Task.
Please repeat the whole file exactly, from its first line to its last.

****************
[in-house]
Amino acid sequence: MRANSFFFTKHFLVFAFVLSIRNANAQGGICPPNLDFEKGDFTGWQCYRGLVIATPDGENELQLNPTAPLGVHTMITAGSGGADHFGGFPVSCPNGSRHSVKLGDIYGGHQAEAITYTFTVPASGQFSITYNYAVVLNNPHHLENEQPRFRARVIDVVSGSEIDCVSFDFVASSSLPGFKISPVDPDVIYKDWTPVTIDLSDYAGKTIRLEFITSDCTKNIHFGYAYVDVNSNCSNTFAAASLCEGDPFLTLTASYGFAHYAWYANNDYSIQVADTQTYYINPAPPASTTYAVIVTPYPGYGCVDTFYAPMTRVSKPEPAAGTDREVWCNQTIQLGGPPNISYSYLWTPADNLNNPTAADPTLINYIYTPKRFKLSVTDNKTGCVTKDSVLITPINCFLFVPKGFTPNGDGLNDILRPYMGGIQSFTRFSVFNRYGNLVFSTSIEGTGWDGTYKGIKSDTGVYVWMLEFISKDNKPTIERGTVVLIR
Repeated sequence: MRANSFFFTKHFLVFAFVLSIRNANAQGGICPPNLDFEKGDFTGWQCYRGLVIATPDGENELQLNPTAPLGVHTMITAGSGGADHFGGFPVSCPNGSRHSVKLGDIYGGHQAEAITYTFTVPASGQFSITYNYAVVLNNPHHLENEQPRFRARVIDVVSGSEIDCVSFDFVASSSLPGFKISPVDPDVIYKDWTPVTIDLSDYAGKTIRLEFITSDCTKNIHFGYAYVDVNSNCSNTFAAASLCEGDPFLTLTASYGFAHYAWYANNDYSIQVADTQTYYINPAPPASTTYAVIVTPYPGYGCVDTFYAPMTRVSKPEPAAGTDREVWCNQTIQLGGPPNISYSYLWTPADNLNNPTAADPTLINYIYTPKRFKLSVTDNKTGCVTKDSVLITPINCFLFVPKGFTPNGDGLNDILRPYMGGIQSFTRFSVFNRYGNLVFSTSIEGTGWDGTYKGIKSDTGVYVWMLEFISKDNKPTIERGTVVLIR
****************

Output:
[in-house]
Amino acid sequence: MRANSFFFTKHFLVFAFVLSIRNANAQGGICPPNLDFEKGDFTGWQCYRGLVIATPDGENELQLNPTAPLGVHTMITAGSGGADHFGGFPVSCPNGSRHSVKLGDIYGGHQAEAITYTFTVPASGQFSITYNYAVVLNNPHHLENEQPRFRARVIDVVSGSEIDCVSFDFVASSSLPGFKISPVDPDVIYKDWTPVTIDLSDYAGKTIRLEFITSDCTKNIHFGYAYVDVNSNCSNTFAAASLCEGDPFLTLTASYGFAHYAWYANNDYSIQVADTQTYYINPAPPASTTYAVIVTPYPGYGCVDTFYAPMTRVSKPEPAAGTDREVWCNQTIQLGGPPNISYSYLWTPADNLNNPTAADPTLINYIYTPKRFKLSVTDNKTGCVTKDSVLITPINCFLFVPKGFTPNGDGLNDILRPYMGGIQSFTRFSVFNRYGNLVFSTSIEGTGWDGTYKGIKSDTGVYVWMLEFISKDNKPTIERGTVVLIR
Repeated sequence: MRANSFFFTKHFLVFAFVLSIRNANAQGGICPPNLDFEKGDFTGWQCYRGLVIATPDGENELQLNPTAPLGVHTMITAGSGGADHFGGFPVSCPNGSRHSVKLGDIYGGHQAEAITYTFTVPASGQFSITYNYAVVLNNPHHLENEQPRFRARVIDVVSGSEIDCVSFDFVASSSLPGFKISPVDPDVIYKDWTPVTIDLSDYAGKTIRLEFITSDCTKNIHFGYAYVDVNSNCSNTFAAASLCEGDPFLTLTASYGFAHYAWYANNDYSIQVADTQTYYINPAPPASTTYAVIVTPYPGYGCVDTFYAPMTRVSKPEPAAGTDREVWCNQTIQLGGPPNISYSYLWTPADNLNNPTAADPTLINYIYTPKRFKLSVTDNKTGCVTKDSVLITPINCFLFVPKGFTPNGDGLNDILRPYMGGIQSFTRFSVFNRYGNLVFSTSIEGTGWDGTYKGIKSDTGVYVWMLEFISKDNKPTIERGTVVLIR